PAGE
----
…expert kick against sharing derivation to states
Oil producing states in the country received a total of N454.35 billion from the Federation Account in 2020, under the 13 per cent Derivation Principle, according to data from the Central Bank of Nigeria, CBN.
The oil producing states in Nigeria are Delta, Akwa-Ibom, Bayelsa, Rivers, Edo, Ondo, Imo, Abia and Lagos. The 13% Derivation allocation which is paid monthly, was in addition to the general and larger monthly allocations received by the states, also from the Federation Account.
Central Bank of Nigeria, CBN, in its Quarterly Economic Reports, disclosed that the amount received by the states from the 13% Derivation allocation in 2020, was 13.46 per cent lower than the N525.03 billion received by the nine states in 2019.
Giving a breakdown of the allocation to the states, the CBN disclosed that the states received N139.47 billion, N113.17 billion, 102.23 billion and N99.48 billion in the first, second, third and fourth quarter of 2020, respectively, compared to N132.54 billion, N126.17 billion, N124.85 billion and N141.47 billion received by the states in the first, second, third and fourth quarters of 2019, correspondingly.
In 2020, the CBN stated that total federally-collected revenue stood at N9.314 trillion, while gross oil revenue stood at 4.733 trillion.
For the fourth quarter figures, the CBN said: “At N2.208 trillion, federally collected revenue in the fourth quarter of 2020 fell by 13.1 per cent and 8.3 per cent below the budget benchmark and the level in the preceding quarter, respectively, and was also 16.8 per cent below the collections in the corresponding period of 2019.
“Oil receipts accounted for 44.6 per cent of the total collection, while non-oil constituted the balance of 55.4 per cent. The relatively low receipts recorded in the review period underscored the lingering effect of the COVID-19 pandemic on domestic and global economic activities.”
It would be recalled that during the launch of the 13-storey head office building of the Niger Delta Development Commission, NDDC, in Rivers State, March 13, Minister of Niger Delta Affairs, Chief Godswill Akpabio, had accused governors of oil producing states of not been able to properly account for the 13 per cent Derivation money allocated to them over the years.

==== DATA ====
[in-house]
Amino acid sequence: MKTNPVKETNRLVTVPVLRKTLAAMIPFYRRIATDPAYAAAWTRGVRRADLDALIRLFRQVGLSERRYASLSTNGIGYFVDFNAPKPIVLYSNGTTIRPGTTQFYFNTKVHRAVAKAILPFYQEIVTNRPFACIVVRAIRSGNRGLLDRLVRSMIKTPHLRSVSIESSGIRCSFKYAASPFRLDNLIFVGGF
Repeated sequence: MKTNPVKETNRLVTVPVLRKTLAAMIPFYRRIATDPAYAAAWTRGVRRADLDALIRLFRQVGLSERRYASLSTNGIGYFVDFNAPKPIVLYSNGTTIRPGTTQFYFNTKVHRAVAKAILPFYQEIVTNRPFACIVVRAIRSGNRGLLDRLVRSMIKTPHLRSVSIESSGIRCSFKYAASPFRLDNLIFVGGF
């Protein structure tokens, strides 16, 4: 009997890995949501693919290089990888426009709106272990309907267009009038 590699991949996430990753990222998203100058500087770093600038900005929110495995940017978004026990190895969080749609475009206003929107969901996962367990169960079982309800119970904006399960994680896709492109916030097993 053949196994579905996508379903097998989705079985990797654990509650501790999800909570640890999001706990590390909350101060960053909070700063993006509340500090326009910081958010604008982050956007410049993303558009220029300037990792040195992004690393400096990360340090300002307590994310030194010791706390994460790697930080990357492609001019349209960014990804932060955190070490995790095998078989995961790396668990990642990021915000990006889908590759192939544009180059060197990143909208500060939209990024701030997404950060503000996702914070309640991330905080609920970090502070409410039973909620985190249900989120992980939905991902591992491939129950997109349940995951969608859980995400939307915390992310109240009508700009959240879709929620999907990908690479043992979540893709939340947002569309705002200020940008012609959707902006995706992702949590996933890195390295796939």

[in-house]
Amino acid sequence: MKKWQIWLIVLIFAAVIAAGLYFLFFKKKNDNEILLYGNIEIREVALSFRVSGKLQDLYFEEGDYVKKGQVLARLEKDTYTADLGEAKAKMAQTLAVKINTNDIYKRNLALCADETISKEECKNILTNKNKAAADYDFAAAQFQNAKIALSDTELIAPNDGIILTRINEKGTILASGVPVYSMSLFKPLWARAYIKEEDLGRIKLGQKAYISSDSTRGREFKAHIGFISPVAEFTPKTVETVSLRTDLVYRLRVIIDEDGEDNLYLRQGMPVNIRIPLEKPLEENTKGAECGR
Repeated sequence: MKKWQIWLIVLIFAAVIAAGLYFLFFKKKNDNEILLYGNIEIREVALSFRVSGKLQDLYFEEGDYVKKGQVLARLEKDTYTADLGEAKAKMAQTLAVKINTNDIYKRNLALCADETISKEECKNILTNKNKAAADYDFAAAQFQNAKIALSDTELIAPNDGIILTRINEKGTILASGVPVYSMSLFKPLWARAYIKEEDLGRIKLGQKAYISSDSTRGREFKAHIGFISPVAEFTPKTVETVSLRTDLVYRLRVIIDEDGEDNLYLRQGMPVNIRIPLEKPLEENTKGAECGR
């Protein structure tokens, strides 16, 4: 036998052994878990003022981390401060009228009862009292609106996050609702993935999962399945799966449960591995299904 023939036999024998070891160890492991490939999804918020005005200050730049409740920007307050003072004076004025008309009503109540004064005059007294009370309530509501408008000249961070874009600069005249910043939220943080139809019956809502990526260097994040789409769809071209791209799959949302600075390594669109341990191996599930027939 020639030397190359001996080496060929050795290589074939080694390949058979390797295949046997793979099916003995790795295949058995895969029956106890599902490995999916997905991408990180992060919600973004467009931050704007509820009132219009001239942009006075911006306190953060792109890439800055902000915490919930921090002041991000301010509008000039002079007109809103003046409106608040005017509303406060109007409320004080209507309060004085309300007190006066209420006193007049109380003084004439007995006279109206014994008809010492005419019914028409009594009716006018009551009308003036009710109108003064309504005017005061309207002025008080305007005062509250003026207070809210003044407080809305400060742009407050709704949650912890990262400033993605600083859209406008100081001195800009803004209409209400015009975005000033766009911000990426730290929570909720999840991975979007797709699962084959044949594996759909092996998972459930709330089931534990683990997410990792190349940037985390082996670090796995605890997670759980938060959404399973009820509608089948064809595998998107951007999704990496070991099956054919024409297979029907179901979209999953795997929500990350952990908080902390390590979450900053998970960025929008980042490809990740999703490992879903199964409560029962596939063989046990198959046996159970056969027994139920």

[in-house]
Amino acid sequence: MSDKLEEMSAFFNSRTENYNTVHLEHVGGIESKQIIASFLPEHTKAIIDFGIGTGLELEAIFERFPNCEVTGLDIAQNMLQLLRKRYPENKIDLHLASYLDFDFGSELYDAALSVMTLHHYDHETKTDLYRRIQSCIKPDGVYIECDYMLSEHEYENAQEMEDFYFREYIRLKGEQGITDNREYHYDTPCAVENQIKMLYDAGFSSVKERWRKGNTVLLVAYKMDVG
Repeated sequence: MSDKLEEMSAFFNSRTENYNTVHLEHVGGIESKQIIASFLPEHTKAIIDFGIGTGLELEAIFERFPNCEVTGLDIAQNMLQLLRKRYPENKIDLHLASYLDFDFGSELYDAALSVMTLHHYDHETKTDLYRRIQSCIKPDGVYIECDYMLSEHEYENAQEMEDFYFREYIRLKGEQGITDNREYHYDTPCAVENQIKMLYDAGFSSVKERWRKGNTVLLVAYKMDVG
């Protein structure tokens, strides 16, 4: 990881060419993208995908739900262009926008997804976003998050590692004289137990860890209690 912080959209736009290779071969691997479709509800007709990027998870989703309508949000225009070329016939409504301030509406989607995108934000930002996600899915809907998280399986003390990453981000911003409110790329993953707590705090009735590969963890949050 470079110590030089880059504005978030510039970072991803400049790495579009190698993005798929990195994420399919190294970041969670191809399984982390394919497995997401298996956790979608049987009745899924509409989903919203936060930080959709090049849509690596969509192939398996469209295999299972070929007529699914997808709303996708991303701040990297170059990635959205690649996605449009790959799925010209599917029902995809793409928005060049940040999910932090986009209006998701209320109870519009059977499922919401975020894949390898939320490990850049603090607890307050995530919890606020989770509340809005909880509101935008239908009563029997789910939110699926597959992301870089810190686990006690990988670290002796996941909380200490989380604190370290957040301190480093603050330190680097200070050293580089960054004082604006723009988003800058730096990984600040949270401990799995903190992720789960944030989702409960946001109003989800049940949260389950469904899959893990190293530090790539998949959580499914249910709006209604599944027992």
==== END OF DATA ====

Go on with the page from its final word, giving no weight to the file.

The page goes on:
This, of course angered the governors, with Governor Nyesom Wike of Rivers State leading the attack against Akpabio. This came against the backdrop of a report by ACIOE Associates, which stated that eight oil-producing states in the country received N6.589 trillion from the 13% Derivation allocation, between 2009 and 2019, with the funds having little or no impact on the lives of citizens of the various states.
The report had listed the states as Abia, Akwa-Ibom, Bayelsa, Delta, Edo, Imo, Ondo and Rivers states.
The report, among other stakeholders, including the Deputy Senate President, Senator Ovie Omo-Agege, had indicted the governors of the states of mismanaging the funds, and called on the Federal Government to pay the money directly to the oil-producing communities, instead of the governors.
It will be recalled that Energy Frontier reported expert opinion faulting the continued payment of 13 per cent Derivation to state governments of Oil producing areas or regions as there is nothing to show for in terms developments in the regions.
Omowumi Iledare, a Professor of Energy Economics, who is also Professor Emeritus, LSU Energy Studies, Baton Rouge, Louisiana, USA; so also the Executive Director, Emmanuel Egbogah Foundation Abuja, Nigeria and Director, Africa Region and Society of Petroleum Engineers International, Dallas made this assertion while speaking at a recent Stakeholders forum in Lagos.
“13 per cent derivation should not go to the state governments of the oil producing regions, instead it should go to Sovereign Wealth Funds or Host Community Trust Funds,” he said.
In United States of America according to him, they don’t give you cash instead they tie the money to developmental project in the community.
The Professor Emeritus decried the lack of development in the Niger Delta region especially in Warri. “Warri’s economy collapsed when Shell left Warri. The place has become a shadow of itself since Shell left Warri. Decades ago Warri was full of life, It was bubbling and people were enjoying themselves and the place was busy. But now it has become a shadow of itself,” he noted.
He stated that the quantum of money given to the Oil producing States has not impacted on the areas, communities and the people. It only succeeded in making some people millionaires in the place.